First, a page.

As the paper(1) states (and from independent research(2)), the hunting ‘business model’ is clearly, financially unsustainable, with increasing pressure and value on habitat for alternative usage. There is clearly a looming end to the generous concessions hunting operators have historically received to lease habitat for their hunting activities/businesses and the generous (ie. excessive) hunting quotas that are granted in tandem.
“The funding requirements(1) for effective management of protected areas range from $460 to $2,048/km2 (Bell &Clarke, 1984, Packer et al. 2009 (2015 figures)), whereas hunting typically generates only £138 – $1,091/km2 in gross income.” So, nett hunting income results (once the all-important profits are withdrawn etc.) show a significant financial shortfall with regard to effective habitat management.
“The hunting industry across sub-Sahara Africa generates an income of approximately $230m USD per annum. So, that equates to approximately $230m USD/1.4 million km2, or approximately $164.3/km2 ($1.64/hectare). In contrast, it is suggested agriculture generates 300, to 600 times more per land unit area, so there is undeniable pressure on habitat/land returns as human population growth will increasingly demand (and will look increasingly economically viable) more land use for livestock and agriculture” – Reference 3, para 4.7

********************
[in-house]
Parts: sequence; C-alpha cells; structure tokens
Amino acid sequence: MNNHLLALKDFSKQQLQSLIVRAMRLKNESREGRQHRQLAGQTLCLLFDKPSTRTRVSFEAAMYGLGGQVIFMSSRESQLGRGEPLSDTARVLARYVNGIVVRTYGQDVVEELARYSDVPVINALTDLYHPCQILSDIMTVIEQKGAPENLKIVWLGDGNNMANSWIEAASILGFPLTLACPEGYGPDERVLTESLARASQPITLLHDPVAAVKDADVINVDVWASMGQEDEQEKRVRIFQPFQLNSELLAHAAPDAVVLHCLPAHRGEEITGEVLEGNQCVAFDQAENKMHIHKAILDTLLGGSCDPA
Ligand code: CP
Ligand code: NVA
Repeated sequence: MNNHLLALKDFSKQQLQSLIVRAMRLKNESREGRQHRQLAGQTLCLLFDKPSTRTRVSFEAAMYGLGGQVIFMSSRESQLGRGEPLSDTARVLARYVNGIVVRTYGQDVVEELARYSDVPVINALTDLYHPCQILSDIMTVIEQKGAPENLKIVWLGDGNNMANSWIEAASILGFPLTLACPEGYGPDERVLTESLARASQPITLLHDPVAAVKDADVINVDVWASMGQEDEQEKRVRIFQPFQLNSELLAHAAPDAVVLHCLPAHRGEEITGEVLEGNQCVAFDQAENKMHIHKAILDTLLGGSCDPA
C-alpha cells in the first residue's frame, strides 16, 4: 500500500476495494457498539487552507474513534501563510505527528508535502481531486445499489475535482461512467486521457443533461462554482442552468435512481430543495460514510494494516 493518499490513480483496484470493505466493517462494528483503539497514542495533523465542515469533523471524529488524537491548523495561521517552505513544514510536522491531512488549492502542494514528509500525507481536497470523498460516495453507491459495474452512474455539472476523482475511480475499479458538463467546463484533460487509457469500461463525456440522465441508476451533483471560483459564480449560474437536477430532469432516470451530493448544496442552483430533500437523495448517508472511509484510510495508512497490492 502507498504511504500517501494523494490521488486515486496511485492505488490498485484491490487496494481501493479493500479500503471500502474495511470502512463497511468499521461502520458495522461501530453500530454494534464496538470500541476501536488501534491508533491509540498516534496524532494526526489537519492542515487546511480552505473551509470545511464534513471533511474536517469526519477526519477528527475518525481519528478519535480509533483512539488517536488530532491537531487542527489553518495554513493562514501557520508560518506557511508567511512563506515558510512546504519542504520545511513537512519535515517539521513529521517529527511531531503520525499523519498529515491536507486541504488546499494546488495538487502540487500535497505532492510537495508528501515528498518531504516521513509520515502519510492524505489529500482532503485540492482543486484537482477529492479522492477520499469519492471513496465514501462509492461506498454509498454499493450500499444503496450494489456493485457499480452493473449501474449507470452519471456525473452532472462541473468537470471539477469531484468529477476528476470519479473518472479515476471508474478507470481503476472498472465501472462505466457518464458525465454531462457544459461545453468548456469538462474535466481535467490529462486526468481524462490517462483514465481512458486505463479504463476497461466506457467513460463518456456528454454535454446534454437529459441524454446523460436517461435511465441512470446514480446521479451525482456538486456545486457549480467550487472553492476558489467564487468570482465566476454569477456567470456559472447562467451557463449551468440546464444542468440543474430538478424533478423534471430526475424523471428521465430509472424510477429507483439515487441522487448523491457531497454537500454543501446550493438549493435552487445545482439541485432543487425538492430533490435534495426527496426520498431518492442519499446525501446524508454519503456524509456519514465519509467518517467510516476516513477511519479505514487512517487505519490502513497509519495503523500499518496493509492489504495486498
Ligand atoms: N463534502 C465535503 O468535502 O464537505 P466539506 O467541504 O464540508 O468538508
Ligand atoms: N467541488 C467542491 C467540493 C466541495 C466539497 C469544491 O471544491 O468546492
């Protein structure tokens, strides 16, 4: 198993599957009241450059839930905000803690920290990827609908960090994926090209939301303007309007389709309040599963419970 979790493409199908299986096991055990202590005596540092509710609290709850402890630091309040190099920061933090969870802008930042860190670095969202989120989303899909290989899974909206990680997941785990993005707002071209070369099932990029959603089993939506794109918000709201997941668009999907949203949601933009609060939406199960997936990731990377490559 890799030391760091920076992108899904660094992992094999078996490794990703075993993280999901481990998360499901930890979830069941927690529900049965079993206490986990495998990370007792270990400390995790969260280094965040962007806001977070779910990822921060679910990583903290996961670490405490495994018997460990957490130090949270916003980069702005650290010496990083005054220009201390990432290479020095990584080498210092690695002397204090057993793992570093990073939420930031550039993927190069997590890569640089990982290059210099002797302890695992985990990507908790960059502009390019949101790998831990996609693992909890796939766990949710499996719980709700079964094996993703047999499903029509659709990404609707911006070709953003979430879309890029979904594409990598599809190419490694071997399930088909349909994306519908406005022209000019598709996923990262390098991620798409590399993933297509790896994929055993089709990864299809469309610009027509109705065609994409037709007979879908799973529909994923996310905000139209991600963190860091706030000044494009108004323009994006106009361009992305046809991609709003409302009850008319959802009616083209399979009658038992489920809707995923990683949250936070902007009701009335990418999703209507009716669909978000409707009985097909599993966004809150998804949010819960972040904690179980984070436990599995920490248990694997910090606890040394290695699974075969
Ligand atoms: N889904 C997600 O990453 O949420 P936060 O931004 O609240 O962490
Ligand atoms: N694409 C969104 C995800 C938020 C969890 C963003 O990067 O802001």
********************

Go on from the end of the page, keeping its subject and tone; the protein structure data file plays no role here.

Where is the evidence that Trophy Hunting quotas are based on science, or indeed a call from the hunting community itself to show it has a focus on proven sustainability and not some made-up notion of sustainable quotas? Where is the science that says that Trophy Hunting habitats held are conservation and not enclosures that threaten species conservation? Where is the faith supposed to exist that the hunting community wants to see science as the foundation stone to its on-going killing activities? These concerns are not “emotional” but a call for a reasoned, scientific approach to all levels of wildlife and habitat conservation, be that a hunting reserve or otherwise.
Acknowledgement of such a reasoned approach seems to be sadly lacking within the hunting community (and its advocates).
In my opinion, only when that realisation is met by the hunting community and its advocates can the “conservation community” confidently focus more widespread “sustained funding for conservation on the continent [Africa]……..mitigate ongoing catastrophic losses of wildlife and wild lands” as suggested by Lindsey et al. (2015)(1).
- “Life After Cecil: Channelling Global Outrage into Funding for Conservation in Africa,” P.A. Lindey, G.A. Balme, P.J. Funston, P.H. Henschel & L.T.B. Hunter, Conservation Letters, A Journal of the Society for Conservation Biology, Wiley Periodicals Inc., December 2015
- “The Economics of Poaching, Trophy and Canned Hunting,” Internationalwildlifebond1, dated 27 August, 2015
- “How Can ‘We’ Save Panthera Leo?” IWB, 5 January 2016